Hundreds of United supporters took to the pitch and set off flares just two hours before the scheduled 4.30pm kick-off at the club’s stadium on Sunday, with thousands more gathering outside the ground in protest of the Glazer family’s ownership.
United fans also gathered outside the Lowry Hotel in Salford, preventing the club’s team bus from leaving for Old Trafford.
Although the Old Trafford pitch and the area surrounding the ground were eventually cleared – as well as the area around United’s team bus – no revised kick-off time was given, with United players remaining in their hotel rooms, according to Sky Sports.
The game was then called off shortly before 5.45pm, with a new date for the fixture yet to be announced.
The supporter protests come in the wake of United’s involvement in the collapsed Super League – a planned breakaway tournament, in which the Glazers played a key role.
A Premier League statement read: “Following the security breach at Old Trafford, the Manchester United vs. Liverpool game has been postponed.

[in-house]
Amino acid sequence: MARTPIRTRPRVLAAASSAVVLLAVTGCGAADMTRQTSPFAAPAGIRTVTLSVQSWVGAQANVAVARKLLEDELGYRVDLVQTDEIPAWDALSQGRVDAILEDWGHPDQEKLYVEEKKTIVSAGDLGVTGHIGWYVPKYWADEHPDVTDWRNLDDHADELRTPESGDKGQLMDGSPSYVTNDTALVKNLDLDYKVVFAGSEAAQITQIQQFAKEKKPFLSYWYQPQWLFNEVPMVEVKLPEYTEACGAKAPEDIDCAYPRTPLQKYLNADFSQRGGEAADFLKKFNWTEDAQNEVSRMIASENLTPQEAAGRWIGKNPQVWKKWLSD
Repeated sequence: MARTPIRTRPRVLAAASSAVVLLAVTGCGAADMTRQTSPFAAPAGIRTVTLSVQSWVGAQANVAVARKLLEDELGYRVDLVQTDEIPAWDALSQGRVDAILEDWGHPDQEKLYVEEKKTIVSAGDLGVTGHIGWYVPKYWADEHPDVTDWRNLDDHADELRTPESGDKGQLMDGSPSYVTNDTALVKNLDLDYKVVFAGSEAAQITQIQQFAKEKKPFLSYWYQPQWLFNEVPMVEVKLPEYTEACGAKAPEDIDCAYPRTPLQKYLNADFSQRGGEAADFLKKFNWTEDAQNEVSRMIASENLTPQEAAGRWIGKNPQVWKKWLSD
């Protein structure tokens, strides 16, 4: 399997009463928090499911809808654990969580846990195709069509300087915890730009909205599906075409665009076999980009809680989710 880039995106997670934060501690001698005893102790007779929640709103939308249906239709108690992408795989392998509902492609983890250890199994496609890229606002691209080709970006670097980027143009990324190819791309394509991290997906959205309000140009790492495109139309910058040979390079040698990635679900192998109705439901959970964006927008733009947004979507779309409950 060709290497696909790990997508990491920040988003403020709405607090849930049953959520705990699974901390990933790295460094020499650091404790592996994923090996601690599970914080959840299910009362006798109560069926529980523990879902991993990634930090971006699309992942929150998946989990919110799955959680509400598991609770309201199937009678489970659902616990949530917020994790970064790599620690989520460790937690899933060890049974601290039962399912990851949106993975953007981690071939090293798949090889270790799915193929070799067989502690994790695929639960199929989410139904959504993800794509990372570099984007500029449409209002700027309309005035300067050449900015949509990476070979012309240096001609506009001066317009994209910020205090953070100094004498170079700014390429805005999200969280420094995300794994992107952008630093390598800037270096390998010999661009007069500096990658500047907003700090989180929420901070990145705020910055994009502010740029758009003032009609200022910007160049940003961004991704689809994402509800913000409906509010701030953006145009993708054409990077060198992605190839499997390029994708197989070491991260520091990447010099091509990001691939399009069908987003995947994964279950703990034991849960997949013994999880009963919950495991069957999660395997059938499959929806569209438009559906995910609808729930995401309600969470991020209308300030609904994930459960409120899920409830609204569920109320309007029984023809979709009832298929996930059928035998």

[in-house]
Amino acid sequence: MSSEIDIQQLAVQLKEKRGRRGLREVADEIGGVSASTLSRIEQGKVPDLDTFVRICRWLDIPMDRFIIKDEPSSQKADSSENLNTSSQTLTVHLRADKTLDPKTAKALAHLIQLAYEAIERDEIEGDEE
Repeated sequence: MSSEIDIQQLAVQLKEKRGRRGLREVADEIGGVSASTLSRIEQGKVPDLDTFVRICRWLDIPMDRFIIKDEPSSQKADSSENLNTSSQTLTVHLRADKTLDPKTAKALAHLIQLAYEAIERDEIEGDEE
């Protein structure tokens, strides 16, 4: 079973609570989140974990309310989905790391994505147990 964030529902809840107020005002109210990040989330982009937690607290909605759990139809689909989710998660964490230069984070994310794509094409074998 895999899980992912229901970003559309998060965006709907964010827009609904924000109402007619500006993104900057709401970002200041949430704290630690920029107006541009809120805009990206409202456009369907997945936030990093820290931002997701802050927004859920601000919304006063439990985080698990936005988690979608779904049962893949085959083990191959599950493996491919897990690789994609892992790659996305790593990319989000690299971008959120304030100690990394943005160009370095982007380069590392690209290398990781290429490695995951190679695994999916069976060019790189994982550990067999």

“This is a collective decision from the police, both clubs, the Premier League and local authorities.
“The security and safety of everyone at Old Trafford remains of paramount importance. We understand and respect the strength of feeling but condemn all acts of violence, criminal damage and trespass, especially given the associated COVID-19 breaches. Fans have many channels by which to make their views known, but the actions of a minority seen today have no justification.
“We sympathise with the police and stewards who had to deal with a dangerous situation that should have no place in football.
“The rearrangement of the fixture will be communicated in due course.”
A United statement read: “Our fans are passionate about Manchester United, and we completely acknowledge the right to free expression and peaceful protest.
“However, we regret the disruption to the team and actions which put other fans, staff, and the police in danger. We thank the police for their support and will assist them in any subsequent investigations.”
Fans entered the tunnels at Old Trafford and took to the pitch but did not enter the ground’s changing rooms, thus the Premier League’s original decision not to call off the game due to any coronavirus protocol breach – despite the tunnels and pitch being labelled as prohibited ‘red zones’ amid the pandemic.
The decision to stage the match was later reversed, however, after a consultation with police.
If the game had gone ahead and Liverpool had won at Old Trafford, Man City would have been crowned Premier League champions, with second-placed rivals United unable to match or overtake City’s points tally.
Join our new commenting forum
Join thought-provoking conversations, follow other Independent readers and see their replies